In the Hebrew language each letter is a picture and every word is like a comic strip that tells a story. Let’s look at these Hebrew concepts/words; Torah, Tsedakah and Berith. The Latin words used to translate them were, Lex, Justitia and Foedus. And finally, the English words that were used in translation were; Law, Justice and Covenant.
Ok, put your thinking caps on and letʼs get started.
To begin with, the Hebrew word Torah was generally filtered into the English language as Law from the Latin word Lex. Lex flows from within a rigid legal and judicial framework and is extremely narrow and linear. The English word Law borrows from the Latin meaning and neither words express the depth contained within the Hebrew word Torah which is an intimate family word that carries the simple meaning of instructions passed from the Father to his children.
The Hebrew word Torah is panoramic and sweeping in scope describing God’s rich covenantal commitment and His covenantal faithfulness to his people. These instructions included specific ways that He’d graciously provided for them to respond to Him. These responses became the righteous obligations that flowed from within that covenant. Explicitly spelled out in these instructions were the various ways of behaving that would lead to life and ways of behaving that would lead to death.
The second mistranslated Hebrew concept is Tsedakah. Tsedakah was filtered into English as Justice from the Latin word Justitia. Here again, the Latin idea of justice flows from within the same rigid legal matrix as Lex and it falls well short of representing the Hebrew idea of Tsedakah. The actual Hebrew word for justice is Mishpat but even in that case our English idea of justice falls well short of how the Hebrews understand justice. Mishpat is a much, much larger idea and to translate Mishpat with our idea of justice oversimplifies its meaning, especially in Western thinking that is so addicted to that rigid legal matrix.
Mishpat is derived from shaphat which means to judge. And don’t we love to judge… but our Western idea of “to judge” flows from within that same rigid latin legal matrix and it focuses on the actions of a Judge. In the Hebrew, the larger meaning of shaphat reflects the ways God has provided for us to participate in how He governs his creation.
So, think of Tsedakah as the Mishpat of God in motion. Therefore Tsedakah could be better understood as righteousness and, while it certainly includes our idea of justice, it goes far beyond something that God merely distributes like rewarding virtue or punishing vice. Like Torah, Tsedakah is a covenantal word where the emphasis is placed on right relationships and all the behaviors necessary for relationships to be right.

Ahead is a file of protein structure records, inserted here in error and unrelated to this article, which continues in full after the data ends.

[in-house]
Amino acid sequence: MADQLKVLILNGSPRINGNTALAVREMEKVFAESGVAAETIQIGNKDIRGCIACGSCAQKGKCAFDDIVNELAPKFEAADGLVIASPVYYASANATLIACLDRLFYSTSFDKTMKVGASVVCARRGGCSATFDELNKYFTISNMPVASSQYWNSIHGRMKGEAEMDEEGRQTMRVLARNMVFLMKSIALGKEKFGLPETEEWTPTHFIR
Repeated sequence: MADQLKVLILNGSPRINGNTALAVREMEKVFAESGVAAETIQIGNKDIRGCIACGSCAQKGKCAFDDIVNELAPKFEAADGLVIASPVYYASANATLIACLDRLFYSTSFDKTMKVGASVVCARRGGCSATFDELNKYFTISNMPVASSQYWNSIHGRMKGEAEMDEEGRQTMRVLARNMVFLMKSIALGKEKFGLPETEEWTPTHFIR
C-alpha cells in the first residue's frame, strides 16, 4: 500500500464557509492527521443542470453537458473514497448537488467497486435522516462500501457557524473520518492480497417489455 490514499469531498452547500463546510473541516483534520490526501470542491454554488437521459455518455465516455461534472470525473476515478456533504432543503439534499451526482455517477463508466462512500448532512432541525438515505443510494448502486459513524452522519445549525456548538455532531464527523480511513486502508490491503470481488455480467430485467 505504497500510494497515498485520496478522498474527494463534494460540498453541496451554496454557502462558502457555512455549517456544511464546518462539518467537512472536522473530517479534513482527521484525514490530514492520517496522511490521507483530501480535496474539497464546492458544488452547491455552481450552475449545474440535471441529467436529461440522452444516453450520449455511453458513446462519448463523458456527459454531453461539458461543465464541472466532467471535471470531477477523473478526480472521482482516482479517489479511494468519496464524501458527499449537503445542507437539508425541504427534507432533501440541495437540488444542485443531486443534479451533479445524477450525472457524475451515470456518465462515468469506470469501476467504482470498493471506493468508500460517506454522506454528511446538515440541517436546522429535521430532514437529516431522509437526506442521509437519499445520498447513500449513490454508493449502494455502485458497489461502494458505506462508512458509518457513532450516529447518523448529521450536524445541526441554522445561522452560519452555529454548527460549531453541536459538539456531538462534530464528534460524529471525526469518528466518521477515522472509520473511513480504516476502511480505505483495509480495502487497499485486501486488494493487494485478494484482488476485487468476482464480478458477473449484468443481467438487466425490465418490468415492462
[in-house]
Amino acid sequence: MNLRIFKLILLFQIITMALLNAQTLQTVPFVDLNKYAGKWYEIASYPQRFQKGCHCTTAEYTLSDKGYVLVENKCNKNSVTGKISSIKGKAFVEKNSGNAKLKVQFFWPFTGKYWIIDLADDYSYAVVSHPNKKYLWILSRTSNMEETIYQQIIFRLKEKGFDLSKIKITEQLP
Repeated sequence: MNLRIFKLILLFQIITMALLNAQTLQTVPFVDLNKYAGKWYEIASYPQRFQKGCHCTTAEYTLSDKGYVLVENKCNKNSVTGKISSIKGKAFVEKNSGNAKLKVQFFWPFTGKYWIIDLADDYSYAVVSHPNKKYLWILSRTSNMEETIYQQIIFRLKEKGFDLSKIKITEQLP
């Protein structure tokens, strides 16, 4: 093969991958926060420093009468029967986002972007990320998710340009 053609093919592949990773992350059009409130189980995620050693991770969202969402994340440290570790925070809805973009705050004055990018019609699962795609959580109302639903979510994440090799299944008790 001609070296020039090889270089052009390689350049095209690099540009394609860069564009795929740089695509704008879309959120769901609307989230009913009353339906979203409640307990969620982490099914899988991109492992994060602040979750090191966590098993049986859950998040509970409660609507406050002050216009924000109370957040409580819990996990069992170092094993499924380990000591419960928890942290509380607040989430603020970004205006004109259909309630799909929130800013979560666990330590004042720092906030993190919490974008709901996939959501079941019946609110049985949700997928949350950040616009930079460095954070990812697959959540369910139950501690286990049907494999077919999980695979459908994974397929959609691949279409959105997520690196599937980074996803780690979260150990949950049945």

Finally, and hereʼs where all of this comes back in over the plate like a long slow curve ball. The Hebrew concept of Berith (Covenant) has probably suffered the most in this lost-in-the-translation thing. When the Hebrew idea of Berith made its way into Western nomenclature it was primarily translated into English from the latin word Foedus which, although sometimes translated as covenant, carries the primary meaning of “Contract” in Latin and it’s that meaning which informs the English concept of covenant.
In other words, the Western concept of covenant is contractual… another word dripping with legal connotation.
Like the other examples, Foedus is simply inadequate to translate the robust meaning of Berith. To the Western mind a covenant is a contract which is a legal agreement between two parties defining what each party receives from the other. In a contract your chief concern is to protect yourself and your interests.
In stark contrast to that, the Hebrew concept of Covenant is where you commit yourself with specific promises to another person for the sake of the other person. Covenants have played a fundamental role in the ancient near-east for thousands of years. On the other hand, Western culture is almost entirely contractual. Marriage is the only remaining so-called covenant we have left, but it is generally treated like a contract.
We may say the word covenant but we hear and see contract because weʼre all wearing what I call contract lenses. To think contractually is our default setting and much of our Western theology has been informed by that bias. Quid pro quo… a simple exchange… I’ll do this and you’ll do that.
Do you see what Iʼm getting at? All of these words contain ideas… pictures. Like Legos or building blocks, the ideas behind these words form the basic conceptual tools that we use to build our picture of who God is and what He is like. To me, understanding the difference between Covenant & Contract is where we need to begin in order to answer the question, “Why does Israel still matter?
Next in part 2: “God makes covenants NOT contracts”